Date: December 1, 1990
Partner: UNT Libraries Government Documents Department

Searching for top decays to charged Higgs bosons with the SDC detector

Description: We have studied the capabilities of the SDC detector to discover a charged Higgs boson in the decay t {yields} H{sup +}b for the particular case m{sub t} = 250 GeV/c{sup 2} and m{sub H}{sup {plus minus}} = 150 GeV/c{sup 2}. The two methods investigated both tag t{anti t} events by demanding a high-p{sub t} lepton and two identified b-quark jets. In the first technique we search for an excess of {tau} leptons from H{sup {plus minus}} decays; in the second, we look for a peak in the two-jet mass distribution resulting from H{sup +} {yields} c{anti s}. In combination, these two techniques allow discovery of such a charged Higgs boson over the entire interesting range of two-Higgs-doublet model parameter space. 8 refs., 11 figs., 2 tabs.
Date: November 1, 1990
Creator: Barnett, R.M.; Hinchliffe, I. (Lawrence Berkeley Lab., CA (USA)); Gunion, J.F. (California Univ., Davis, CA (USA)); Haber, H.E.; Hubbard, B. (California Univ., Santa Cruz, CA (USA)) & Trost, H.J. (Argonne National Lab., IL (USA))
Partner: UNT Libraries Government Documents Department

The application of moment methods to the analysis of fluid electrical conductivity logs in boreholes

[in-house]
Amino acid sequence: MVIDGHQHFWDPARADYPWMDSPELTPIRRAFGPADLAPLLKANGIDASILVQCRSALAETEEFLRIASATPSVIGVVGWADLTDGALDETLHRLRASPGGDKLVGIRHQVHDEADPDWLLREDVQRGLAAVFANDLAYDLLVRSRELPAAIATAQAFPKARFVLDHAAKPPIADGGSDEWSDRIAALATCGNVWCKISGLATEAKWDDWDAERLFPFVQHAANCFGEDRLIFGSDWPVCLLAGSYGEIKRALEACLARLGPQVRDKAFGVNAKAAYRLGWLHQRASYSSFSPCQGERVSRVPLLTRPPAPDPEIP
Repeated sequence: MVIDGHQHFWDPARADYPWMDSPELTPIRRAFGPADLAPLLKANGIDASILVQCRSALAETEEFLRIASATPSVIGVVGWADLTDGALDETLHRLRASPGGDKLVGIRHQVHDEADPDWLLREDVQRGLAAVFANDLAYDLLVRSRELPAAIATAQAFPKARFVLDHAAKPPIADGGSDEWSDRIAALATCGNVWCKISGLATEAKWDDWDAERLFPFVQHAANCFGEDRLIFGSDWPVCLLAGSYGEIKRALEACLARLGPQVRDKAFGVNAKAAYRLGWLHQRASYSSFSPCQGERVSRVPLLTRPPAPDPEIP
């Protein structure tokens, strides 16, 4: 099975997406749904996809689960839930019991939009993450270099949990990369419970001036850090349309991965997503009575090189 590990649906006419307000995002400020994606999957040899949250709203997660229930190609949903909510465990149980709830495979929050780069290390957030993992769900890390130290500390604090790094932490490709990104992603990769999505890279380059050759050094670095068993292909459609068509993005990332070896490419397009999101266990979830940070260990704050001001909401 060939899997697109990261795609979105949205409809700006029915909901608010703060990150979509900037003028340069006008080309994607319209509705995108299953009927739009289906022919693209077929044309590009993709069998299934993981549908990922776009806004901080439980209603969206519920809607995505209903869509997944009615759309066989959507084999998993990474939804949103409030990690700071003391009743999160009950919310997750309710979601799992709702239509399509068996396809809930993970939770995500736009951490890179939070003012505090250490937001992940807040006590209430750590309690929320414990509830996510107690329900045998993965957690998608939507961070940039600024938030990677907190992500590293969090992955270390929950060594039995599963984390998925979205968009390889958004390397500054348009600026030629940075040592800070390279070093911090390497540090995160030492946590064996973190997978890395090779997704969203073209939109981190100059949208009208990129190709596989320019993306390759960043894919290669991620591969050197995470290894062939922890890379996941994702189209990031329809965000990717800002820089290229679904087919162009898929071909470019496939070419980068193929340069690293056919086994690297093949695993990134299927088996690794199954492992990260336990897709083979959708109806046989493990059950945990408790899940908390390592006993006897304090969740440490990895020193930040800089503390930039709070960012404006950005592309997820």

Description: This report is one of a series documenting the results of the Nagra-DOE Cooperative (NDC-I) research program in which the cooperating scientists explore the geological, geophysical, hydrological, geochemical, and structural effects anticipated from the use of a rock mass as a geologic repository for nuclear waste. Previous reports have presented a procedure for analyzing a time sequence of wellbore electric conductivity logs in order to obtain outflow parameters of fractures intercepted by the borehole, and a code, called BORE, used to simulate borehole fluid conductivity profiles given these parameters. The present report describes three new direct (not iterative) methods for analyzing a short time series of electric conductivity logs based on moment quantities of the individual outflow peaks and applies them to synthetic as well as to field data. The results of the methods discussed show promising results and are discussed in terms of their respective advantages and limitations. In particular it is shown that one of these methods, the so-called Partial Moment Method,'' is capable of reproducing packer test results from field experiments in the Leuggern deep well within a factor of three, which is below the range of what is recognized as the precision of packer tests themselves. Furthermore the new method is much quicker than the previously used iterative fitting procedure and is even capable of handling transient fracture outflow conditions. 20 refs., 11 figs., 10 tabs.